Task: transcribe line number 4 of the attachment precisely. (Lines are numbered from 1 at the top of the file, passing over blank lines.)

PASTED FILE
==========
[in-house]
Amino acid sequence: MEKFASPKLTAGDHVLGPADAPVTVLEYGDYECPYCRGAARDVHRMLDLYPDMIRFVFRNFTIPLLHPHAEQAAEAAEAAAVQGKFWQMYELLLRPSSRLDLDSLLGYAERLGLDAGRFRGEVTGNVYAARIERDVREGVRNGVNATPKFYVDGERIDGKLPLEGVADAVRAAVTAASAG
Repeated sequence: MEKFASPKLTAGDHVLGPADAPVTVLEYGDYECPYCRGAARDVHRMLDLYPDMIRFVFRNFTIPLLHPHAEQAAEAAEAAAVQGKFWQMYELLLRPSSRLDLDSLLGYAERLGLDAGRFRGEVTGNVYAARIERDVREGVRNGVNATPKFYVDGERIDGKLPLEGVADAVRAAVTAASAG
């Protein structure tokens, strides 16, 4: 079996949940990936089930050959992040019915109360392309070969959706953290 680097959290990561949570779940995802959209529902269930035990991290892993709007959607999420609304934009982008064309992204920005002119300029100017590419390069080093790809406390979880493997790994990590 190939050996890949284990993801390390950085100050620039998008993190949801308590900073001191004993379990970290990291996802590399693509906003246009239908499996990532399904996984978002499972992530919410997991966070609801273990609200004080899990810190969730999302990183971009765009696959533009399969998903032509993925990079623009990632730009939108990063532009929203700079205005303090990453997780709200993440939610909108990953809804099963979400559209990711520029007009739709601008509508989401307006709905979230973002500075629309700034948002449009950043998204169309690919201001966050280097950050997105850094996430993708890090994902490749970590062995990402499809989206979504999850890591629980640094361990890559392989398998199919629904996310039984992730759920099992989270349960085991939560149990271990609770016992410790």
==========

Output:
């Protein structure tokens, strides 16, 4: 079996949940990936089930050959992040019915109360392309070969959706953290 680097959290990561949570779940995802959209529902269930035990991290892993709007959607999420609304934009982008064309992204920005002119300029100017590419390069080093790809406390979880493997790994990590 190939050996890949284990993801390390950085100050620039998008993190949801308590900073001191004993379990970290990291996802590399693509906003246009239908499996990532399904996984978002499972992530919410997991966070609801273990609200004080899990810190969730999302990183971009765009696959533009399969998903032509993925990079623009990632730009939108990063532009929203700079205005303090990453997780709200993440939610909108990953809804099963979400559209990711520029007009739709601008509508989401307006709905979230973002500075629309700034948002449009950043998204169309690919201001966050280097950050997105850094996430993708890090994902490749970590062995990402499809989206979504999850890591629980640094361990890559392989398998199919629904996310039984992730759920099992989270349960085991939560149990271990609770016992410790």